Biliary colic



Biliary colic refers to a pain in the RUQ/epigastrium caused by gallstones.

It is the most common symptomatic manifestation of cholelithiasis (gallstones) affecting around 10-20% of patients. Though termed a 'colic' the pain is normally constant lasting from 30 minutes to 6 hours.

The pain occurs when a stone impacts against the cystic duct during contraction of the gallbladder with increased pressures in the gallbladder itself. Biliary colic is generally considered an indication for elective laparoscopic cholecystectomy after appropriate investigation.

See our Cholelithiasis notes for more about the aetiology, types and risk factors.



Cholelithiasis (gallstones) refers to the development of a solid deposit or ‘stone’ within the gallbladder.

Though largely asymptomatic in a significant proportion of patients they become problematic. In the UK around 60,000 cholecystectomies are performed each year. 

Gallstones affect up to 20% of the population. The prevalence of gallstones increase with advancing age before levelling off in the sixth - seventh decade of life. They are more common in women and tend to affect those of caucasian, Native American and hispanic backgrounds more.

Outside of haemolytic anaemias, gallstones are rarely seen in childhood. The vast majority of people with gallstones will remain asymptomatic (80%). There are a number of risk factors are associated with the development of cholelithiasis:

  • Age
  • Female sex
  • Genetic predisposition
  • Obesity
  • Rapid weight loss / prolonged fasting
  • Diabetes
  • Medications (e.g. oestrogen replacement therapy, ceftriaxone, octreotide)
  • Crohn's disease
  • Diet (high in triglycerides, refined carbohydrates)

Increased red cell turnover is implicated in the development of black pigment stones specifically.

Clinical features

Biliary colic is a self-limiting pain in the epigastrium/RUQ.

Though termed 'colic' the pain is normally constant with episodes typically lasting 30 minutes - 6 hours. It is frequently associated with nausea and may precipitate vomiting.

  • Intermittent RUQ/epigastric pain
  • Nausea / vomiting

Clinical features of biliary colic


An USS abdomen is highly sensitive for the diagnosis of gallstones.

Patients with suspected gallstones should have an abdominal USS and LFTs arranged:

  • USS: An abdominal USS is an excellent non-invasive, radiation free investigation for gallstones. Of note, though an USS may identify gallstones - it cannot guarantee the pain experienced by the patient has been caused by the stones. It can also assess the CBD for dilation and sometimes identify stones in the CBD. 
  • LFTs: Liver function tests represent an essential component of the work-up. Derangement may be indicative of stones within the biliary system (which can be asymptomatic). It is essential to identify patients with CBD stones prior to any cholecystectomy. See the management section for more details.

Gallstones on USS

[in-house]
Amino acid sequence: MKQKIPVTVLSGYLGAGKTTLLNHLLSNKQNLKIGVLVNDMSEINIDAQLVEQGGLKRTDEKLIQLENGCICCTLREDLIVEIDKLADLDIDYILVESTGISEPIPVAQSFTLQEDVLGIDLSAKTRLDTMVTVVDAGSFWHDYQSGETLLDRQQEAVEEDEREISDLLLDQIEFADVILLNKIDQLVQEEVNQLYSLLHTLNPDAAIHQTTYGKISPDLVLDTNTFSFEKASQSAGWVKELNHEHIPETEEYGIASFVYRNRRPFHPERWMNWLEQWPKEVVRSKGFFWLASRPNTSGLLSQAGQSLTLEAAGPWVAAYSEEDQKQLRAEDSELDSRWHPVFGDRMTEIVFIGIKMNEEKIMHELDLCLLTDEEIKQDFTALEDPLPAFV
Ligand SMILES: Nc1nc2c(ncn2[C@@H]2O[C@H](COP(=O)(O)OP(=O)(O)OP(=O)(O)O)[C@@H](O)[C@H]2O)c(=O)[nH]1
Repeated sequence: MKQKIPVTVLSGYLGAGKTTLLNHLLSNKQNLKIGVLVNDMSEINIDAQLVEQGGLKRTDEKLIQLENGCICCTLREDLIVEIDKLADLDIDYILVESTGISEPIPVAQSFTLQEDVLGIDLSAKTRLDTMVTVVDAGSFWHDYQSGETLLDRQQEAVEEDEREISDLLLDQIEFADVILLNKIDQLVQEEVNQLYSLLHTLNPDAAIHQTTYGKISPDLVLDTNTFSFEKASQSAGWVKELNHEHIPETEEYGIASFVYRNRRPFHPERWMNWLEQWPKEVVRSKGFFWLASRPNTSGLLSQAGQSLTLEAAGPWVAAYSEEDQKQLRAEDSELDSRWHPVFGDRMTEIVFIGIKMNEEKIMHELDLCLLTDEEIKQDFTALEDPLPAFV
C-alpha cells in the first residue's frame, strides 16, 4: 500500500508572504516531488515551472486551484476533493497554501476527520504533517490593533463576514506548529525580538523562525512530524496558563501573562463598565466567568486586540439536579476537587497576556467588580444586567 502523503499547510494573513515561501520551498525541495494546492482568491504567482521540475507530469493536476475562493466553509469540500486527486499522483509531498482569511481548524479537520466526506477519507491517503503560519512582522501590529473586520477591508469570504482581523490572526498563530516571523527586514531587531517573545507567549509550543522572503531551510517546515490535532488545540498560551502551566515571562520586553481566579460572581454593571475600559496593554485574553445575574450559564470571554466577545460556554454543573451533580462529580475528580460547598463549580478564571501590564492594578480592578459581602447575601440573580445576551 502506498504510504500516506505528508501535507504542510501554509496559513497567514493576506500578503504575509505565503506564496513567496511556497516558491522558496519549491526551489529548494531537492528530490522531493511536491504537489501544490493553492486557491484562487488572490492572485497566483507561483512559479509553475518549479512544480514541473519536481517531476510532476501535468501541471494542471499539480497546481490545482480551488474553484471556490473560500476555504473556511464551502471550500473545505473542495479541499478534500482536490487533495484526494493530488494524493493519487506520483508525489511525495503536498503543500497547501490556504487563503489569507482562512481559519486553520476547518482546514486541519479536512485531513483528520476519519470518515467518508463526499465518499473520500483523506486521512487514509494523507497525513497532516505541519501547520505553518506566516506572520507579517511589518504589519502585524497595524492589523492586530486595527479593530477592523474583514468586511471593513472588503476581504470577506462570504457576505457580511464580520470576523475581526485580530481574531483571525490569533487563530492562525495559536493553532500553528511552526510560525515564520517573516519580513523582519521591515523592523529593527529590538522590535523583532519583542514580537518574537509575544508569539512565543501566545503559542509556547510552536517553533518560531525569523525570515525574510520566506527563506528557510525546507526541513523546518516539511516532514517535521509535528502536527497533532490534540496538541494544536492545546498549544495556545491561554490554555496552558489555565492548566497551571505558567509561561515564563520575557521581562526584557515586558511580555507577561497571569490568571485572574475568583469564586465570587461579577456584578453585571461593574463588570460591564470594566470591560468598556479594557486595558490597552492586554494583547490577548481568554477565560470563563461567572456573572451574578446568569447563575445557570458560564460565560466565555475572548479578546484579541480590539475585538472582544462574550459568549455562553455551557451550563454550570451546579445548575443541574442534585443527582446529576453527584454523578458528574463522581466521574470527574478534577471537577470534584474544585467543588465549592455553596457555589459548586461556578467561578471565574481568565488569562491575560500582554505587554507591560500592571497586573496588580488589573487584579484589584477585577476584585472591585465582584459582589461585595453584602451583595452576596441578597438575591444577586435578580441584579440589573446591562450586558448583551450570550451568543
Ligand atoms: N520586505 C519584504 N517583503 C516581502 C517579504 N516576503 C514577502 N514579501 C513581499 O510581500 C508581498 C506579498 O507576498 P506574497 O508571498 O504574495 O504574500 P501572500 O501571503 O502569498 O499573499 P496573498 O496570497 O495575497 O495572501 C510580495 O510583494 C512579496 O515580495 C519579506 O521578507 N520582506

Gallstones seen within the gallbladder on USS

Image courtesy of Dr Andrew Dixon and Radiopaedia


Many other investigations may be ordered depending on the presentation and co-morbidities. Alternative diagnoses should be considered and appropriately investigated. Gastritis and peptic ulcer disease may present with similar symptoms - consider an upper GI endoscopy if diagnostic uncertainty exists.


Biliary colic is managed with symptomatic relief and elective cholecystectomy.

Symptomatic management and prevention

Conservative measures may be used to treat acute symptoms and reduce episodes of colic:

  • Analgesia: Simple pain relief with paracetamol and NSAIDs (in the absence of contra-indications). Occasionally opioid analgesia may be required.
  • Diet: A low-fat diet may be trialled with some patients experiencing a significant reduction in the number and severity of episodes.

Surgical management

Typically once gallstones have become symptomatic, they are likely to be troublesome in the future. For most patients an elective cholecystectomy is indicated.

A routine general surgery review with a view to considering operative management should be arranged. In patients with significant co-morbidities, a cholecystectomy may represent unacceptable risk and as such conservative measures trialled.

Prior to cholecystectomy it is key that CBD stones are excluded. All patients will have had an USS and set of LFTs as a minimum. If there is suspicion of CBD stones (e.g. dilated CBD or CBD stone on USS, raised bilirubin on LFTs) then there are two main options:

  • MRCP +/- ERCP: MRCP allows for confirmation of stones in the biliary tree. If present ERCP allows for therapeutic intervention with stone retrieval, sphincterotomy and stent placement prior to cholecystectomy.
  • On-table cholangiogram: Less commonly available and technically challenging. During the laparoscopic cholecystectomy the bile duct is intubated to allow the injection of dye with fluoroscopy in-theatre to diagnose stones in the biliary tree. Various techniques may then be used to retrieve/expel stones.

Last updated: May 2021
Author The Pulsenotes Team A dedicated team of UK doctors who want to make learning medicine beautifully simple.

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